Chicken genetics have come a long way. In fact, modern-day broiler chickens reach market weight in half the time of a chicken raised in the 1950s.
Modern meat chickens grow faster than old-style birds, and believe it or not, they consume about one-third of the feed.
The truth, though, is that anytime we focus on developing one or two traits, it comes at the expense of other genetic traits.
The industry standard today for broiler chickens is the Cornish Cross. These hybrid birds can reach a slaughter weight of five pounds (live weight) in half the time and on a third of feed that their ancestors did.
But this rapid growth comes with a cost. Health problems such as leg issues, heart failure, and breast blisters are at the top of the list.
In addition, these birds have a voracious appetite for feed but are so lazy they will do very little foraging on their own.
If you plan to raise these birds outside in a pastured setup, be aware that compared to other common breeds they will be lazy and off their feet as much as they are up moving around.
They can be raised inside (that’s what they were developed for) and do fine as long as you are careful to regulate feed to curb growth a bit, which helps prevent leg and heart problems.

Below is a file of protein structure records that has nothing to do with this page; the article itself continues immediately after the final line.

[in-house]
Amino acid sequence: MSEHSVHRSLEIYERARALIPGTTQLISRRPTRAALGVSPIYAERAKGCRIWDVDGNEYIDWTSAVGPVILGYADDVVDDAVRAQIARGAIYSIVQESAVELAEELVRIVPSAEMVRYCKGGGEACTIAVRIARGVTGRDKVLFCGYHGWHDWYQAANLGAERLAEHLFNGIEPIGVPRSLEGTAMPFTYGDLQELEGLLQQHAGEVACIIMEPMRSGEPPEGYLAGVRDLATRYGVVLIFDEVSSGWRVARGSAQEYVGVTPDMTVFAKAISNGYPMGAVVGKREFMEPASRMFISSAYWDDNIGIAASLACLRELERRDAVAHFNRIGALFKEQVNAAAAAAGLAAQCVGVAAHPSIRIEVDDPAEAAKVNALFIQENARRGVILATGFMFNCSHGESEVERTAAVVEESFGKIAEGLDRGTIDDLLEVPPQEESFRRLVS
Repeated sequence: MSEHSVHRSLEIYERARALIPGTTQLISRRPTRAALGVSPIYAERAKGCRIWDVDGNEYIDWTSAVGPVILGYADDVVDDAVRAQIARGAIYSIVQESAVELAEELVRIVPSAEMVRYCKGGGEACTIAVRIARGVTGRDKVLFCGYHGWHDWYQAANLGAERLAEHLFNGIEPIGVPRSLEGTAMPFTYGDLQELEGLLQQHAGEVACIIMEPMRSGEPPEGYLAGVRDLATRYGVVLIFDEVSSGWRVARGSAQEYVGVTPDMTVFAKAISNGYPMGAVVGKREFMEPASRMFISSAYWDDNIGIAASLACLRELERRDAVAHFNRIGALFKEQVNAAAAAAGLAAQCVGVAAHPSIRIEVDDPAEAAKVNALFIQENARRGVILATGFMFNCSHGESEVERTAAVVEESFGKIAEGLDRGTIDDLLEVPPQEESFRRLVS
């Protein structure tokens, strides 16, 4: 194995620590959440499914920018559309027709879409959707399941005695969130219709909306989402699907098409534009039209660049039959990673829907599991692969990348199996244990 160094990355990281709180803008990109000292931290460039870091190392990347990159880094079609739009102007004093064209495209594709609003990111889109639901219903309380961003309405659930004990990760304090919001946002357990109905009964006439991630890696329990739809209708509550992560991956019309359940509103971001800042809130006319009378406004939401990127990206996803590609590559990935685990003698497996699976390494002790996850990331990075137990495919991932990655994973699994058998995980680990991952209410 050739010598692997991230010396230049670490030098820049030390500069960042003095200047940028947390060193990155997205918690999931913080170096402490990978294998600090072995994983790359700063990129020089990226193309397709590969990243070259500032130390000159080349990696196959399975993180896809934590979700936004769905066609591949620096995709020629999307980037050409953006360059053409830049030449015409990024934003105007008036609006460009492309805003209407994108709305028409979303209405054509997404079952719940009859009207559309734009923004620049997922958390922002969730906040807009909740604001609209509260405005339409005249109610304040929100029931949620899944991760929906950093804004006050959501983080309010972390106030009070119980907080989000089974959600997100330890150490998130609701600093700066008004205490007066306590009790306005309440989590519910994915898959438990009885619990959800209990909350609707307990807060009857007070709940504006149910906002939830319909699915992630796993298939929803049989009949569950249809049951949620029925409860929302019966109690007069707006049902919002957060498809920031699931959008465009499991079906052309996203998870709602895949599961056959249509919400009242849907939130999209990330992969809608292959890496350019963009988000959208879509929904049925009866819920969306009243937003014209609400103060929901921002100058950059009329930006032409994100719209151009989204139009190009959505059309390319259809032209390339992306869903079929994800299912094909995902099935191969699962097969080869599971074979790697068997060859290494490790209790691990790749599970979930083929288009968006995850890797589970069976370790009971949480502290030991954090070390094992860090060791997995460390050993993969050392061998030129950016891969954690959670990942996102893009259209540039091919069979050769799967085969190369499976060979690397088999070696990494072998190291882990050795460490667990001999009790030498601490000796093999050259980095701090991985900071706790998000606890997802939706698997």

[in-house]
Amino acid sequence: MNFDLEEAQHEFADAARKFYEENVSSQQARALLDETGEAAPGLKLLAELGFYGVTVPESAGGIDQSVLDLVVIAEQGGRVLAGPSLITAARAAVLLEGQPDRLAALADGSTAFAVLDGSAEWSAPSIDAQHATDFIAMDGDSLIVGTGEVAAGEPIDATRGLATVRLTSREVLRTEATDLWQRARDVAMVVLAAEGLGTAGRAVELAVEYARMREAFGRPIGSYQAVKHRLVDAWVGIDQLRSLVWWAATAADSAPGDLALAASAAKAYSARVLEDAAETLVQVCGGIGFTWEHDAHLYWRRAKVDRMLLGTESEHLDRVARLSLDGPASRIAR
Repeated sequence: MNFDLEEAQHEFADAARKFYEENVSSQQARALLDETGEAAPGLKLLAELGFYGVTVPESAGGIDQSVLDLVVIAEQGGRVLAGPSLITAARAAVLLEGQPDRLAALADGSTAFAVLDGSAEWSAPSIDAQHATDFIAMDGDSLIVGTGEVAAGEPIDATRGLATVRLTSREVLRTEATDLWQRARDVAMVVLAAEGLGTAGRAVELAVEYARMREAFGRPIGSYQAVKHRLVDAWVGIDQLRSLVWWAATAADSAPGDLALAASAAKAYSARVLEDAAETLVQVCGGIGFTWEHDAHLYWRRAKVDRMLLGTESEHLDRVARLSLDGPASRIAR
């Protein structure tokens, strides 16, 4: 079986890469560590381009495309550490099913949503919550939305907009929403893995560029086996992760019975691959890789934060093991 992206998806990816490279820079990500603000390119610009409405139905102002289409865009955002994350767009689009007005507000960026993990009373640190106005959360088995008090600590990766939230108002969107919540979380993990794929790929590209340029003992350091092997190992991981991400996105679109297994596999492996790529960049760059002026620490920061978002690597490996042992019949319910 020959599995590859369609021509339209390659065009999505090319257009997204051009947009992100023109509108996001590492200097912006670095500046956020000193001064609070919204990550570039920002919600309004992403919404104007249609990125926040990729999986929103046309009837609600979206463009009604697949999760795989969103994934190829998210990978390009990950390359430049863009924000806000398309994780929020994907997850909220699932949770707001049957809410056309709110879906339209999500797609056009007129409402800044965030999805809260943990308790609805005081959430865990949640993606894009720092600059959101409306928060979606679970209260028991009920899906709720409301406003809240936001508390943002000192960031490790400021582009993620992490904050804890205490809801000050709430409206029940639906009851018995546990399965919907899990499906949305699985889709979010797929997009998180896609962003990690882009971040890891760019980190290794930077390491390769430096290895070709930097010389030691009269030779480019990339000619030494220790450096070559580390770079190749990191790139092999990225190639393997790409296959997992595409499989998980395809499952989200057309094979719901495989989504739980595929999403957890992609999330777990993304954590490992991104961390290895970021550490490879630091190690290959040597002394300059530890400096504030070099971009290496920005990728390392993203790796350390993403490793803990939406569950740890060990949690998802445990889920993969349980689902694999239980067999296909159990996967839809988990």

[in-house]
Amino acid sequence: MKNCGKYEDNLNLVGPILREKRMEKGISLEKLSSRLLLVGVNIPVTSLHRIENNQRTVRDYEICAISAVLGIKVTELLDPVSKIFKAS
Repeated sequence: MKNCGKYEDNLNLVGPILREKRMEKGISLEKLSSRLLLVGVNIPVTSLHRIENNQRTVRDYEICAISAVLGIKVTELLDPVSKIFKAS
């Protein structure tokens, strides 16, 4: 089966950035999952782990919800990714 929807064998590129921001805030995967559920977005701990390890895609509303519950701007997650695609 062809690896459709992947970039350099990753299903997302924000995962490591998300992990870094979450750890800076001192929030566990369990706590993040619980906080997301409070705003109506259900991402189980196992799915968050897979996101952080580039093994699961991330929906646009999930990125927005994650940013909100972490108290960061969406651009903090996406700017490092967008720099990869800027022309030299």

In the last few years, another type of meat chicken has come on the scene. These birds go by names such as Colored Range Broilers, Freedom Rangers, Rainbow Broilers, and other names as hatcheries develop their own lines of range birds.
These meat chickens are filling the need for a fast-growing bird that has more of the traditional foraging ability of older breeds.
They will typically reach slaughter weight in eight to 12 weeks compared to the Cornish Cross’ six to seven weeks.
These chickens will do very well in outside or pastured poultry operations. Although each hatchery’s birds may differ slightly, for the most part these birds don’t suffer from leg issues and other maladies common to Cornish Cross.
If you are looking for older or heritage-breed chickens to raise for meat, you might consider breeds such as Delaware, Buckeye or Dorking.
These birds will take much longer to get to slaughter weight (up to six months), and they will yield more dark meat than either the Cornish Cross or the various modern colored broilers.
The carcasses on older breeds have the appearance of a rubber chicken you buy at the novelty store. They are not double breasted and they are more narrow than what you buy from the grocery.
If you’re looking for the shortest time to slaughter, the Cornish Cross is your best choice.
The newer Colored Range Broilers, Freedom Rangers, and other meat birds by similar names are the best of both worlds. They will attain slaughter weight in a reasonable time frame, and prove to be good foragers.
If your preference is old-style chickens, then research some older breeds and go for it!
What is your favorite meat chicken on the homestead? Share your tips in the section below: